The Shure KSM141
dual pattern condenser instrument microphone is a chameleon: part
rugged road-worthy and dependable workhorse and part delicate studio
microphone capable of meeting the highest audiophile standards.
I received a stereo matched pair of champagne-finished KSM141's
in the A141SPC carrying case with a pair of A100WS windscreens and
A57C stand mounts.
The KSM141 is an end-addressed electret (permanently self-biased)
condenser microphone with dual polar patterns, cardioid and omnidirectional,
switched mechanically by rotating a collet just below the capsule.
Mechanical polar pattern switching is said to produce highly consistent
cardioid and true omnidirectional pickup patterns. This works by
blocking the rear ports (and rear entering sound waves) behind the
capsule preventing cardioid operation. There is a hard detent that
locks at either pattern position. You cannot "blend" between
one pattern and the other; the manual warns of unpredictable operation
if you try this. Muting the mic's output when changing patterns
is a must: I can confirm that you will test your loudspeaker's cone
excursion limit if the mic is hot and you change patterns!
The capsule's diaphragm is 24-karat gold-layered Mylar just 2.5
microns thick. A Class-A discrete, transformerless preamplifier
is used and all internal and external connectors are gold-plated.
There is a built-in subsonic filter to reduce mechanical vibrations
(lower than 17 Hz) that usually travel up mic stands, particularly
on live stages.
One unique feature for a pencil mic is a three-position switchable
attenuator pad with 0dB, 15dB, and 25dB positions. The KSM141 puts
out a hot level and handles extremely high sound pressure levels
(SPLs). With the –25dB attenuator switched in, the mic will
take 164dB SPL and put out +15dBv signal into a 5kohm impedance.
For the sake of your microphone preamp, you must use the –15dB
or –25dB position when close miking loud instruments like
snare drums or electric guitar cabs. Otherwise for quiet acoustic
instruments, no pad and the mic's 14dB self-noise work great.
top-notch feature is the three-position low frequency roll-off switch.
Settings are flat; 18 dB per octave at 80 Hz; and 6 dB per octave
at 115 Hz. These filter specs are exactly like the Shure KSM44 multi-pattern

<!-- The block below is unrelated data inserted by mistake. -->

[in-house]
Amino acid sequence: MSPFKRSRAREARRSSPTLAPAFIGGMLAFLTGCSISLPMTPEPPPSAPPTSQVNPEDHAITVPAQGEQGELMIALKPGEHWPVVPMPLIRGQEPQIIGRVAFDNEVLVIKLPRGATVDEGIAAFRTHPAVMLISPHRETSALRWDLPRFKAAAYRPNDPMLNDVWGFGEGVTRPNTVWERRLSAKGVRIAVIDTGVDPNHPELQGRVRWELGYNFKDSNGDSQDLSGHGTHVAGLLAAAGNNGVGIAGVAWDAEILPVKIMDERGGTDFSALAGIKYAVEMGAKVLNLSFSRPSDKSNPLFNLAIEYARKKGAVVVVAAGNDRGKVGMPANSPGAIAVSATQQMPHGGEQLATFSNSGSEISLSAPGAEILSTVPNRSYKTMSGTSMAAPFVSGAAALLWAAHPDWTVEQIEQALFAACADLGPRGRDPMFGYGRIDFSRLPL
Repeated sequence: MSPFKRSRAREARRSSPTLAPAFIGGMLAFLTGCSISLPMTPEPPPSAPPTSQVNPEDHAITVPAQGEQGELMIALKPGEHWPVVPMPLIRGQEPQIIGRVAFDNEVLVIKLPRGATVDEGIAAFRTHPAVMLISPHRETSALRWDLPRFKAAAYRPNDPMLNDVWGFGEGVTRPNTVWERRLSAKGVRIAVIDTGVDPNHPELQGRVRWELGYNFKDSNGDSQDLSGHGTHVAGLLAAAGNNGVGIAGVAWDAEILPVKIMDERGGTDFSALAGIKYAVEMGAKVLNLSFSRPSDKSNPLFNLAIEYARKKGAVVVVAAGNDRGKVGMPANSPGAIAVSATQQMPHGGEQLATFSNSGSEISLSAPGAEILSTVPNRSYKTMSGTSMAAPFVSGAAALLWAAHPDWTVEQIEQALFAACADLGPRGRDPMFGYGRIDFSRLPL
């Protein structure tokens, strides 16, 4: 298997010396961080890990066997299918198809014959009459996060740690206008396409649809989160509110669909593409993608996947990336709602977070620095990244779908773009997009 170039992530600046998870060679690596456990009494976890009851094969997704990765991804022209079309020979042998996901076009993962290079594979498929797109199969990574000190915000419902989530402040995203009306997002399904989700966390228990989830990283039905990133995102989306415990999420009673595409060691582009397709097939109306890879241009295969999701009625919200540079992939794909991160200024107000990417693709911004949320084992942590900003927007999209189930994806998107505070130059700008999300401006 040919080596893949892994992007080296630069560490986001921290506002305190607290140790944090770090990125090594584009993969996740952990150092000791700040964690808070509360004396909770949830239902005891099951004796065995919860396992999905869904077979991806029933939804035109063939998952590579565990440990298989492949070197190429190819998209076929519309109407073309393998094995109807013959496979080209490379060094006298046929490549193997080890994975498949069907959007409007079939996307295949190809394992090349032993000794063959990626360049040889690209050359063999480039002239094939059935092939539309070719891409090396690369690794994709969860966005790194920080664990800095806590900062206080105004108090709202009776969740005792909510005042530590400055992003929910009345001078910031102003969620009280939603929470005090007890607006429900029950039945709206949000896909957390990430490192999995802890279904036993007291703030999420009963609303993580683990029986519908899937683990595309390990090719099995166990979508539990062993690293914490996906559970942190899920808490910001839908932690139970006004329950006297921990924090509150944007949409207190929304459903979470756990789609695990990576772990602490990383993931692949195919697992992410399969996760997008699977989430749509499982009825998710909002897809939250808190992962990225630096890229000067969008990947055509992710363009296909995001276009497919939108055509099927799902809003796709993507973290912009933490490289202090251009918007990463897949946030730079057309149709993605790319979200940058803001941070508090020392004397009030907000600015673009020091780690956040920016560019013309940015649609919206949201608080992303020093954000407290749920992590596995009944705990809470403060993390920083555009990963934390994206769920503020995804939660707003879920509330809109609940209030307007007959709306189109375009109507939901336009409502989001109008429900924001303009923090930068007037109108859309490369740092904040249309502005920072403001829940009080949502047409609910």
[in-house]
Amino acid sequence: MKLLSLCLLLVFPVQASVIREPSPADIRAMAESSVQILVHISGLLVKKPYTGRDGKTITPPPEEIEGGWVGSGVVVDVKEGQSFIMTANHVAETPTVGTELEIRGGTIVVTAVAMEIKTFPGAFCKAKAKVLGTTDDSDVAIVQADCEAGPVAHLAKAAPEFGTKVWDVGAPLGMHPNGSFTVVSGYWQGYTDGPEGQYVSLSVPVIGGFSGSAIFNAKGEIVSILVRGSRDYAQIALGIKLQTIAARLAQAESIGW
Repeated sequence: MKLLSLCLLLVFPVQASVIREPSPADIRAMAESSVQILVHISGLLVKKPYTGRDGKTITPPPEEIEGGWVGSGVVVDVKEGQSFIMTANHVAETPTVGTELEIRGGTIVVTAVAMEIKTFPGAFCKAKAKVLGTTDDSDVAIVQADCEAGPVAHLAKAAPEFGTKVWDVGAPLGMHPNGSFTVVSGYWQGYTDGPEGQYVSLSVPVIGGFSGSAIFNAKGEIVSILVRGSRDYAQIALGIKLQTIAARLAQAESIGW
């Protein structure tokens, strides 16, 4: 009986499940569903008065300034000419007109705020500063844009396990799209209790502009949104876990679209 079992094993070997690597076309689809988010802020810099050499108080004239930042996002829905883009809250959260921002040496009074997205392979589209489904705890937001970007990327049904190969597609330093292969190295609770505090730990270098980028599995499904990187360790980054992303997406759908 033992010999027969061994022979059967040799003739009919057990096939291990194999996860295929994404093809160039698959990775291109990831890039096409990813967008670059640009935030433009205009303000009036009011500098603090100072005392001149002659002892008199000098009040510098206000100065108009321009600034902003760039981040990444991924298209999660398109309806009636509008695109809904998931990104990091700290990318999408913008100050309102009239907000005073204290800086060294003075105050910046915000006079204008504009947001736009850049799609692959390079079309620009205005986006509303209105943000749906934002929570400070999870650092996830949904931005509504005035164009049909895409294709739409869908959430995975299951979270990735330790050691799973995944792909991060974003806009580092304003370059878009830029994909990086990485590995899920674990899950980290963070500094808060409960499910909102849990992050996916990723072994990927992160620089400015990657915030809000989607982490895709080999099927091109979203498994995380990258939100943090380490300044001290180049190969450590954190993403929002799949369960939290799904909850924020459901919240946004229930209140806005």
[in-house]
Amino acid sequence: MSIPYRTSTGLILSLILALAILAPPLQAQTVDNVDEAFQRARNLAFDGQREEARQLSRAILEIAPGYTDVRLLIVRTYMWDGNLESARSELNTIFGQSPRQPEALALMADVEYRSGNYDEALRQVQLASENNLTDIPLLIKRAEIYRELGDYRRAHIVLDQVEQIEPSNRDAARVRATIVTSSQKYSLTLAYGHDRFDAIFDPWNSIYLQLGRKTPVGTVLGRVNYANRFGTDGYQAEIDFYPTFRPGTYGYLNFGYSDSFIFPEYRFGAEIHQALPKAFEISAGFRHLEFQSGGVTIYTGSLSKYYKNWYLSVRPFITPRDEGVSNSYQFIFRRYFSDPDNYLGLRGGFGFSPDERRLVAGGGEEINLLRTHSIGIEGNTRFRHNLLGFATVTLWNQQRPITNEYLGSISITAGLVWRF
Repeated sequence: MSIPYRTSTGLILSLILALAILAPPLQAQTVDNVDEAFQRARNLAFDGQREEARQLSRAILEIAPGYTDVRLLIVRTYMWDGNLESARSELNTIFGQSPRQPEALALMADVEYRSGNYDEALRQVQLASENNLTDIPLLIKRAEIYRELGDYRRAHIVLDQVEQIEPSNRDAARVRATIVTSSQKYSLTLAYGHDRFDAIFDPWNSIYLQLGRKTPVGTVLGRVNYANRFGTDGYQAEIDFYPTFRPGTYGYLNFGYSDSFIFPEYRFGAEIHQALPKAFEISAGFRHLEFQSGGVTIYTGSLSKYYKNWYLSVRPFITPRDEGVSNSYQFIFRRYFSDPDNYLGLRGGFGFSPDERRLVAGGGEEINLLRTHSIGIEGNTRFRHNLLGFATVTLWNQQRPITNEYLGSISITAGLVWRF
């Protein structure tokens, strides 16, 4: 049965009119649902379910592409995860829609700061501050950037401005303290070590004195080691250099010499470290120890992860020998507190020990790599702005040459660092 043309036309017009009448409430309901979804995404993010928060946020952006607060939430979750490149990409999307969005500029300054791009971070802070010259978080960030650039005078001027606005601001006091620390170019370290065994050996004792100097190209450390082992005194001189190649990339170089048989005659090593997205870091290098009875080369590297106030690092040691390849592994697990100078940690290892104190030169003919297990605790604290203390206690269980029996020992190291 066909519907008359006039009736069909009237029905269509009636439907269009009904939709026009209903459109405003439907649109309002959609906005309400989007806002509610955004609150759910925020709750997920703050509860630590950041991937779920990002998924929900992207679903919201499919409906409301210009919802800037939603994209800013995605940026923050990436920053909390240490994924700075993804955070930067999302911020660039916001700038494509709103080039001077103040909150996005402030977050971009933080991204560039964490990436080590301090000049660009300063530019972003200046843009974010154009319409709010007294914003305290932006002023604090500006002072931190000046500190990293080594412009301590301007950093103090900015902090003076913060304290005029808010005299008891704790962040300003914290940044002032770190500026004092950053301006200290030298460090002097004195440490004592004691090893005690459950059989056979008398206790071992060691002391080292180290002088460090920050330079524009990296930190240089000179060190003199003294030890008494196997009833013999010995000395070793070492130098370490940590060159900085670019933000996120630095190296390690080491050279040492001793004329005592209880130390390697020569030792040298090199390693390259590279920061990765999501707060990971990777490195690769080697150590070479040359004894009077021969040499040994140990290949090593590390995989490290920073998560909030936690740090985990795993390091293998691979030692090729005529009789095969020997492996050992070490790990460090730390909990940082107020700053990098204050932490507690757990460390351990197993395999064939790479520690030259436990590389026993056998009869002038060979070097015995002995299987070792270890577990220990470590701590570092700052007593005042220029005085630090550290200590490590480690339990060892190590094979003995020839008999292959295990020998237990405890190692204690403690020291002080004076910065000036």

I found a big difference in sound quality between cardioid and
omnidirectional patterns and the frequency response charts below
confirm this. (See The Graph Below) In cardioid, the sound is very
focused and forward in nature. There is an inherent bass roll-off
that sounds like what I'd do with an equalizer to lose the effects
of proximity when close-miking instruments. Most of the time, you'll
find no need to roll off bass when the 141 is within six inches
of an acoustic guitar or bass drum.
In omnidirectional pattern, the mic's sound is totally different.
The low end comes up and the top opens up in a smooth, faithful
way. I also had more level in omni and
I preferred the mic in this pattern for use in the recording
studio. I especially liked omni for acoustic guitar, drum
overheads, and room miking.
I tried the mic in three different studios: LAFX Studio with
its API console, Jay Graydon's private use studio with a Neve
VR, and Oliver Leiber's studio with a rack Neve 1084 modules.
On acoustic guitar I compared the KSM141 set to cardioid to
AKG's C-451B (another electret) and Neumann's KM184.
No doubt about it, all three mics sound great but the Neumann
had more subsonic frequencies I would have to roll-off and the C-451B
required a shot of mid-range EQ to bring the guitar forward in my
mix. In a word, the KSM141 had the sound I was looking for…"dialed
in" right out of the box! I also compared the KSM to an older
C-451E and found similar results.
I set the mics to omni for drum overheads and compared them to Swedish
Milab DC 96B cardioid condensers… a mic that costs about twice
as much as the KSM141. I was about 18 inches above the highest cymbals
and used no attenuator pads. (The Milabs have none). My results
were too close to call. The Milabs did require 5dB more gain out
of the Neves to get the same levels and, because the KSM’s
were in omni, they covered the kit better.
Whether you are mixing live sound one day and recording the next,
the KSM141 will not let you down with their clear sound and dependable
operation. They are ruggedly made and fit into any mic collection
right along side your dynamic mics. The Shure KSM141/SL sells for
$770MSRP and the matched stereo pair is $1,540MSRP. For more specific info on the KSM141, go to: